As the town of Picher, Okla., begins to climb out of the wreckage of the deadly tornado that swept across Southeastern Oklahoma and into Missouri and beyond over the May 10 weekend, some are predicting that the town may not rebuild.
The town is the site of one of the nation’s worst environmental disasters and Superfund site, due to the now-closed lead and zinc mines that made Picher a booming town of about 20,000 in the mid-20th century. Most of the population took advantage of federal and state buyouts in recent years and moved away, leaving a town of about 800 before the recent storm hit.
Piles of mine waste, or chat, are now peppered with debris from homes flattened by the tornado that killed six people in Picher. In total, the storms killed 21 people, 14 in Missouri and one in Georgia, according to Associated Press reports.
Arkansas, Oklahoma and North Texas have been battered with a seemingly endless stream of storms this spring. Oklahoma Insurance Commissioner Kim Holland told Insurance Journal that while mounting damages from frequent disasters could cause property insurance rates to spike in that state, she hasn’t seen any evidence of that so far.
Arkansas was relatively spared in the most recent round of storms, but violent weather — including 11 tornadoes — a week earlier caused nearly $11 million in damages, according to figures released by the Arkansas Insurance Department.
In Texas, tornadoes, high winds and hail storms have struck Texas this year causing insured losses in the hundreds of millions of dollars, the Insurance Council of Texas reported. Nationwide, violent thunderstorms with outbreaks of tornadoes have caused more than $3 billion in insured losses this year alone.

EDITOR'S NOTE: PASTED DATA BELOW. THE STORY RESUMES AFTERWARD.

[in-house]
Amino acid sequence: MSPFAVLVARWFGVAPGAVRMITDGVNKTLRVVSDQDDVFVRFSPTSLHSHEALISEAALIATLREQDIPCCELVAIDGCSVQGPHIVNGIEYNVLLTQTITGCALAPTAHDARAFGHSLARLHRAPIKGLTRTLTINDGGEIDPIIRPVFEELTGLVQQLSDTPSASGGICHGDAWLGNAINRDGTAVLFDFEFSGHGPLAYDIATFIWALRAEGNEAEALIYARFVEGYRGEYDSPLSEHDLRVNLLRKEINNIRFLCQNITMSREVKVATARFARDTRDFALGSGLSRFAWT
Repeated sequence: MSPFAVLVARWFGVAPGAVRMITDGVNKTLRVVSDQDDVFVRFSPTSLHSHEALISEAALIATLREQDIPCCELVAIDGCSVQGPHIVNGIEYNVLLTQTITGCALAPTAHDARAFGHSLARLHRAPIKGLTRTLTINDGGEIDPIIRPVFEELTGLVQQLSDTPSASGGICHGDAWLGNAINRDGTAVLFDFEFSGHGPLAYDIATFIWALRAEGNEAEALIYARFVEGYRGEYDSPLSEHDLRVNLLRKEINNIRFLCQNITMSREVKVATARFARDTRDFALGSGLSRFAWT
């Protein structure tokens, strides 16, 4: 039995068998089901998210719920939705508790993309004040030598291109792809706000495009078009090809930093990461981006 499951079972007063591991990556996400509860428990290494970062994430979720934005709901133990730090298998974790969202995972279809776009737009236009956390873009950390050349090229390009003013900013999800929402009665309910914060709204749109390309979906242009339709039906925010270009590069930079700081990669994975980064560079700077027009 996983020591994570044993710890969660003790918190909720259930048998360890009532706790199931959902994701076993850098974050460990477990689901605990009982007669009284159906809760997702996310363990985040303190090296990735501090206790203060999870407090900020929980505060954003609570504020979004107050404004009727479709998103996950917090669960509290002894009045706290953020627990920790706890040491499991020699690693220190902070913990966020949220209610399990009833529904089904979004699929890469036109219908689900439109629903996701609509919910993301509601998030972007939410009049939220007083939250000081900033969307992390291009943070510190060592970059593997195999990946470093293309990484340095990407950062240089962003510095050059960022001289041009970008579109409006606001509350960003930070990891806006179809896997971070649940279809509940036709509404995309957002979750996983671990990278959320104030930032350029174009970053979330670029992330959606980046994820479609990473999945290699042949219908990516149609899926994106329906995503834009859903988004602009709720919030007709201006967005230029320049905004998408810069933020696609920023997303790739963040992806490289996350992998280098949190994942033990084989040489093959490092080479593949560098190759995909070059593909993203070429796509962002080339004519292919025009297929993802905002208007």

“The contrast between the colder wintertime air masses and the warmer sub-tropics, coupled with an active jet stream, have contributed to a number of fairly widespread severe weather outbreaks,” according to Greg Carbin of the National Storm Prediction Center in Norman, Okla.
Carbin said nationwide, preliminary data indicate a record or near record for tornadoes in January and February and May is beginning in fairly typical fashion with the most recent outbreak.
Nationwide, direct tornado-related fatalities are now at or near 100, the highest annual number in a decade, the ICT reported.
Texas’ insured losses in the first quarter of the year amounted to $270 million. Much of that destruction came from severe thunderstorms that raked north Texas with tornadoes, straight-line winds and hail storms. Only Georgia, Tennessee and California experienced worse losses earlier this year.
Gary Kerney with the Insurance Service Office Property Claim Services said severe weather has resulted in catastrophic losses of $3.35 billion for the first three months of the year. He said the losses represent the worst first quarter results in a decade. “More than 600,000 claims were reported in 22 states with the majority of the losses coming from damaging winds, large hail, flooding, tornadoes and a winter storm,” said Kerney.
Mark Hanna with the Insurance Council of Texas (ICT) says Texas averages 150 tornadoes each year and that the month of May usually records the highest number of tornadoes and the highest number of fatalities.
“The deadliest tornado in Texas history occurred on May 11, 1953, killing 114 people in Waco,” Hanna said. “Many Texans will never forget other deadly May tornadoes such as Lubbock, Saragosa and Jarrell that combined killed 83 people.”
The March 28, 2000 tornado, that struck downtown Fort Worth, remains the costliest tornado on record in Texas, with insured losses set at $445 million.
For more information on tornadoes and severe weather in Texas, turn to ICT’s Web site at www.insurancecouncil.org/insurancefacts.asp.
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